If a person does not receive treatment for Lyme disease, the infection may spread to the nervous system, where it may cause neurological symptoms, such as vertigo.
This article examines the connection between Lyme disease and vertigo.
According to researchers, vertigo, as a symptom of Lyme disease, links to damage in the inner ear.
The inner ear contains important parts of the vestibular system, a sensory system that provides the brain with information about motion, balance, and equilibrium.
The researchers conclude that these symptoms suggest that Lyme disease is present in the inner ear.
This nerve consists of both the vestibular and cochlear nerves, which are responsible for maintaining balance and eye movements, and hearing, respectively.
As a result of dysfunction in the inner ear and vestibulocochlear nerve, a person can experience vertigo.
Although vertigo is itself a symptom, it can cause other symptoms, or may commonly occur with other symptoms.
A person with vertigo may have the sense that the space around them, or their head, is
Other symptoms which may co-occur can include:
The symptoms of Lyme disease can vary depending on how long a person has had the disease.
- joint and muscle aches
- swollen lymph nodes
- a rash, called erythema migrans (EM)
EM occurs in
The rash typically expands gradually and reaches up to 12 inches across. While not painful, the rash may feel warm to the touch.
EM may clear as it gets bigger, which can cause it to resemble a target or bull’s-eye. Some people may experience the other symptoms of Lyme disease instead of the rash.
If a person does not receive treatment, later symptoms of Lyme disease can include:
- a stiff neck
- severe headaches
- more EM rashes across other areas of the body
- heart palpitations and an irregular heartbeat
- facial palsy, in which the face droops on one or both sides
- nerve pain
- numbness, tingling, or shooting pain in the feet or hands
- shortness of breath
- pain in joints, bones, and tendons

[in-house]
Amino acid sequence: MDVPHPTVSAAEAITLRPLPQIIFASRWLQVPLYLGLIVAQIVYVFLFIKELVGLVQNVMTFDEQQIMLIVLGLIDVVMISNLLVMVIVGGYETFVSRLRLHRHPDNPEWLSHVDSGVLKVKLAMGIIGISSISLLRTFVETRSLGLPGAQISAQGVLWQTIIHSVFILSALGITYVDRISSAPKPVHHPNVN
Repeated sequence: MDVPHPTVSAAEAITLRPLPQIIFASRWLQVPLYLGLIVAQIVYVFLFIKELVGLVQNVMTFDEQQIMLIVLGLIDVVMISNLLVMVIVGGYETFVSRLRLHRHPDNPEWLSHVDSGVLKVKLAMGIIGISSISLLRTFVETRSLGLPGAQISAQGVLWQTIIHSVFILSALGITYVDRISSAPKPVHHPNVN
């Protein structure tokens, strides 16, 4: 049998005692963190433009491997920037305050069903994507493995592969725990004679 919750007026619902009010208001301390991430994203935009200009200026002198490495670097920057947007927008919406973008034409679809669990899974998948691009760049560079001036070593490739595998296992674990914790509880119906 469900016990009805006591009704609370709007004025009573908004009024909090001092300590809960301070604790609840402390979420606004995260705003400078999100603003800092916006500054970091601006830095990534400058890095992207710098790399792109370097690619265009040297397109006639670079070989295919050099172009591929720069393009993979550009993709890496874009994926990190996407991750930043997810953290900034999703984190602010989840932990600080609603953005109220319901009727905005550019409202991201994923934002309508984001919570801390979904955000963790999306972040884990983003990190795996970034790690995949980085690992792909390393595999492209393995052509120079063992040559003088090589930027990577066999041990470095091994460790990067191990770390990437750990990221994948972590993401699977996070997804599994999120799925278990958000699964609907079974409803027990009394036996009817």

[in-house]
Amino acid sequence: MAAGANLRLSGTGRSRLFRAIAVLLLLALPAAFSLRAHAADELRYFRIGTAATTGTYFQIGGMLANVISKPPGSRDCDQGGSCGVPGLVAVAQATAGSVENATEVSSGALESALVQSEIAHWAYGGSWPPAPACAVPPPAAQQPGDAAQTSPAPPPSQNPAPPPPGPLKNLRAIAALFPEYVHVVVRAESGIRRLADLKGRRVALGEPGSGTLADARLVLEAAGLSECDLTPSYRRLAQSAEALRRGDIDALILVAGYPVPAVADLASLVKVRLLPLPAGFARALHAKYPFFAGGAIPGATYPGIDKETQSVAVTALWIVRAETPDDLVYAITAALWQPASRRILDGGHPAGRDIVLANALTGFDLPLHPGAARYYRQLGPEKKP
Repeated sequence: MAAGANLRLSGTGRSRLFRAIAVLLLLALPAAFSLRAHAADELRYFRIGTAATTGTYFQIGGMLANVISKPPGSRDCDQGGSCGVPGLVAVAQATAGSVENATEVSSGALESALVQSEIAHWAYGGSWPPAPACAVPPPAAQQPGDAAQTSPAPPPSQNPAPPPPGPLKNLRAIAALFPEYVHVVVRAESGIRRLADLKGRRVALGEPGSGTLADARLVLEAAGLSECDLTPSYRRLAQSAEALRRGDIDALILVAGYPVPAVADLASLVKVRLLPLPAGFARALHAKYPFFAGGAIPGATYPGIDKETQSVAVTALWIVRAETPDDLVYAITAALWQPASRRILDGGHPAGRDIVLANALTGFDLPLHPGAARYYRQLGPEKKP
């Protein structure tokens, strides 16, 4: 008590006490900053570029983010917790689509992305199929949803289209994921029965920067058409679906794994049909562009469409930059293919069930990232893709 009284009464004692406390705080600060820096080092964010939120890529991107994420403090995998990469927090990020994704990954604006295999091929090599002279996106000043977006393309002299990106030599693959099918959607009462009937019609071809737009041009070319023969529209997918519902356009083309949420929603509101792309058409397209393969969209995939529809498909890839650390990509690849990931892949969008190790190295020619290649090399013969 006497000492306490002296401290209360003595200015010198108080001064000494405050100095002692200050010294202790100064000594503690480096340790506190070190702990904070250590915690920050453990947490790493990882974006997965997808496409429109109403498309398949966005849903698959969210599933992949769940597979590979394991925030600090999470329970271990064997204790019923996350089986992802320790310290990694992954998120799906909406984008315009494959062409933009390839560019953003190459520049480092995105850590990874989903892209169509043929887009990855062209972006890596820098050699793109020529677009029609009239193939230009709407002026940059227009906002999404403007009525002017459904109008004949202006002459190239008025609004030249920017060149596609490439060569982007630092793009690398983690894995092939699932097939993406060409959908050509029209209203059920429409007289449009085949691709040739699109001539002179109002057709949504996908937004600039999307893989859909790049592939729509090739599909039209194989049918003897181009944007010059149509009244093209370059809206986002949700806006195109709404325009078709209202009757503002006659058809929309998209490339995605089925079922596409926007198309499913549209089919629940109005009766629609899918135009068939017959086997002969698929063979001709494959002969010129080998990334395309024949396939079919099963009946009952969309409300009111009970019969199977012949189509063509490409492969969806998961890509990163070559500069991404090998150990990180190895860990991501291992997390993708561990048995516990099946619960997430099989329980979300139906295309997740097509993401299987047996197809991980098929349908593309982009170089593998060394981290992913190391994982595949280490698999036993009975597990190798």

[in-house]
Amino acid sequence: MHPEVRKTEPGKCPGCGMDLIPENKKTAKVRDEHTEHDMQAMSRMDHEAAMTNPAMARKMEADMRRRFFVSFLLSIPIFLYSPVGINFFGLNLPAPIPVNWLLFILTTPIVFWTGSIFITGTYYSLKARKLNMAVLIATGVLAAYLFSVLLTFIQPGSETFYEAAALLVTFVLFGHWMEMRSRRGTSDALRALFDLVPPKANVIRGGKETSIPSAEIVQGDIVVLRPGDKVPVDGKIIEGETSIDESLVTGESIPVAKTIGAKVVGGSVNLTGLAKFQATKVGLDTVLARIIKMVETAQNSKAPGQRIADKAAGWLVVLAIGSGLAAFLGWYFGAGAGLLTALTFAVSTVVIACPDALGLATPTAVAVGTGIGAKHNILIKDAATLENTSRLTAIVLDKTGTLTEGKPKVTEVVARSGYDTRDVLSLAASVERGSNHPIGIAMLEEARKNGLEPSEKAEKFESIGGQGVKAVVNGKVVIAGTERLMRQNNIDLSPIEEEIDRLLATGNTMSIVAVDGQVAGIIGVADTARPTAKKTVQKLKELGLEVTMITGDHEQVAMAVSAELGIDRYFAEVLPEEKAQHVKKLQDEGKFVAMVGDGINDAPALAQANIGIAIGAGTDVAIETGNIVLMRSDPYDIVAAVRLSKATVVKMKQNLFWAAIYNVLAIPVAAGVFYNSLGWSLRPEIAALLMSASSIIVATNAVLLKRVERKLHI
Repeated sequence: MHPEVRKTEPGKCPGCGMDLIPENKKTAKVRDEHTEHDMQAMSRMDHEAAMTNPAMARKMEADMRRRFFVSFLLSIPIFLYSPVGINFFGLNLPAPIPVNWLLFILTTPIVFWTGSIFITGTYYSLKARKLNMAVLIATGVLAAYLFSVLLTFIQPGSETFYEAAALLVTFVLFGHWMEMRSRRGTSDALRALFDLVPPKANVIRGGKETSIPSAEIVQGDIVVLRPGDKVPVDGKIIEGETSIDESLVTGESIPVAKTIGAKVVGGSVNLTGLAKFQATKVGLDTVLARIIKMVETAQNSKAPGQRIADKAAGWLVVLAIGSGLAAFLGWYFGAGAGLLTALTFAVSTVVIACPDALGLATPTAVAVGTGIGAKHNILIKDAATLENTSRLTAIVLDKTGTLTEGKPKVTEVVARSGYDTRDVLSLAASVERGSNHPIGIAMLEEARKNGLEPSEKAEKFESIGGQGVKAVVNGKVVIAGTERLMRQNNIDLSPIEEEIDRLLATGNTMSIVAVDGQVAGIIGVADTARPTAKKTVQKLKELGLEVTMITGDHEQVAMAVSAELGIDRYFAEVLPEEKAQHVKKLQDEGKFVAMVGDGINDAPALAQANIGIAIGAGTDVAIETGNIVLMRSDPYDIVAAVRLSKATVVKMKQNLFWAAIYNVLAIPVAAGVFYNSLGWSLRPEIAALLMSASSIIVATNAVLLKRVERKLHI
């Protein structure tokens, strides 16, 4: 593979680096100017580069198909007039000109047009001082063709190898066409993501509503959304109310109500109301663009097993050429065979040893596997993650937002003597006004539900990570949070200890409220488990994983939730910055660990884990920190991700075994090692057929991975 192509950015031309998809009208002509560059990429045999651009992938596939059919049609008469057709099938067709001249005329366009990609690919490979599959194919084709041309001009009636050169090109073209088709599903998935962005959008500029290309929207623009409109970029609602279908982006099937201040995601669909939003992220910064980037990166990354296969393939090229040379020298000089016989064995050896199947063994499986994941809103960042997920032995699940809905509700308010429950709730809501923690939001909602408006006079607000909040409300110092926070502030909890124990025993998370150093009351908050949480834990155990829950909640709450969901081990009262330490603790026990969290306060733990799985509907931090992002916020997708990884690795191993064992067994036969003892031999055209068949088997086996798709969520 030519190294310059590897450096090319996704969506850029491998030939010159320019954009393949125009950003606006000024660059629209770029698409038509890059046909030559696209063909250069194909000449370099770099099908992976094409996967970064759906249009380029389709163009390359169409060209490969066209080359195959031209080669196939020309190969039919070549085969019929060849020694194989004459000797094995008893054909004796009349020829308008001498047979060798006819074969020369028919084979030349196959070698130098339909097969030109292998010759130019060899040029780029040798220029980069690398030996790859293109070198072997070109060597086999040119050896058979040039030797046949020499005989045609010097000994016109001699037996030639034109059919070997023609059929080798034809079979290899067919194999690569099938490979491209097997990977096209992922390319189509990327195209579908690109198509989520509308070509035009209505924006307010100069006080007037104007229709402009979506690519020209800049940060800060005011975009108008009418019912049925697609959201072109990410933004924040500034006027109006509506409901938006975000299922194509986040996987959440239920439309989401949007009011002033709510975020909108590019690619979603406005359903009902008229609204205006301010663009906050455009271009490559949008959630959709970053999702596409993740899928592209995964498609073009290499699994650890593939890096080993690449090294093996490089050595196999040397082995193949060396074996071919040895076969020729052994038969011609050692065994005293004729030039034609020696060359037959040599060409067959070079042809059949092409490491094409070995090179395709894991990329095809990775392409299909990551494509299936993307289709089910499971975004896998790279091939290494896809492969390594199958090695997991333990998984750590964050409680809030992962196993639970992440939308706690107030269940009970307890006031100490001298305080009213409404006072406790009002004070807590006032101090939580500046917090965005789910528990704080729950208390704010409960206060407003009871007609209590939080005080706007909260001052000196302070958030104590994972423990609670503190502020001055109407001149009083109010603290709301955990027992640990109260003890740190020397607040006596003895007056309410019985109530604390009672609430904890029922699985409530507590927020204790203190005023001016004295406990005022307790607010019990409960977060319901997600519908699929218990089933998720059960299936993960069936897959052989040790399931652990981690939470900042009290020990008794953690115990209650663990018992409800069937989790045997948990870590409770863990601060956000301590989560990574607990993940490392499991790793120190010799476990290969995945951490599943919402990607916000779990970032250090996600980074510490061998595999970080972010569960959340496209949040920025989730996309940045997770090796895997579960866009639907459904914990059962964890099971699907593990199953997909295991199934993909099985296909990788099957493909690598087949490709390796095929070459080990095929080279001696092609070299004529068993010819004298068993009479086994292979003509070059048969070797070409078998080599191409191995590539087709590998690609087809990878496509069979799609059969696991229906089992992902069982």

- inflammation in the spinal cord and brain
- painful arthritis
Lyme disease may cause other balance issues. These include:
- Ataxia: This is a neurological symptom that
presents asa lack of coordination of movement and muscles and can affect a person’s ability to walk, talk, and perform other voluntary movements. Ataxia typically affects a person’s gait, and can also cause abnormal eye movements.
- Dizziness: Although similar to vertigo, dizziness is a slightly different sensation. While vertigo causes a sense of movement, such as spinning or tilting, dizziness can cause a person to feel disoriented and woozy.
Lyme disease is not often a cause of vertigo.
There are also some isolated instances of damage to the vestibulocochlear nerve in Lyme disease, which can cause vertigo.
A person with Lyme disease needs to seek an early diagnosis to prevent more severe and potentially permanent symptoms. Doctors will
If a tick has bitten a person, or a person suspects a tick has bitten them, they should contact a doctor. An individual should also contact a doctor if they experience symptoms of Lyme disease, as they may be unaware of a tick bite.
Anyone who experiences prolonged or repeated episodes of vertigo should contact a doctor.
If a person does not receive treatment, Lyme disease can lead to severe complications, such as heart palpitations, facial palsy, arthritis, and brain inflammation. Some of these symptoms may become chronic.
Vertigo caused by Lyme disease
This section answers some frequently asked questions about Lyme disease and vertigo.
Can Lyme disease cause dizzy spells?
Yes, Lyme disease can cause dizziness, vertigo, and other balance issues.
What are the top three severe symptoms of Lyme disease?
Severe symptoms of Lyme disease, which can occur if a person does not receive treatment,
- severe headaches and stiffness in the neck
- arthritis with severe swelling and joint pain
- facial palsy
Can Lyme disease cause ear issues?
Yes, Lyme disease
Can Lyme disease make you feel off balance?
Yes, Lyme disease can cause balance issues. These include vertigo, dizziness, and ataxia, which can all affect a person’s balance.
Although vertigo is
Lyme disease can inflame and damage the inner ear, as well as the vestibulocochlear nerve, which helps maintain a person’s sense of balance and movement. The disease can interfere with the functioning of these areas, which can cause vertigo and other balance issues.
A person should seek treatment as soon as possible for Lyme disease, as an early diagnosis and antibiotic treatment greatly improve a person’s outlook.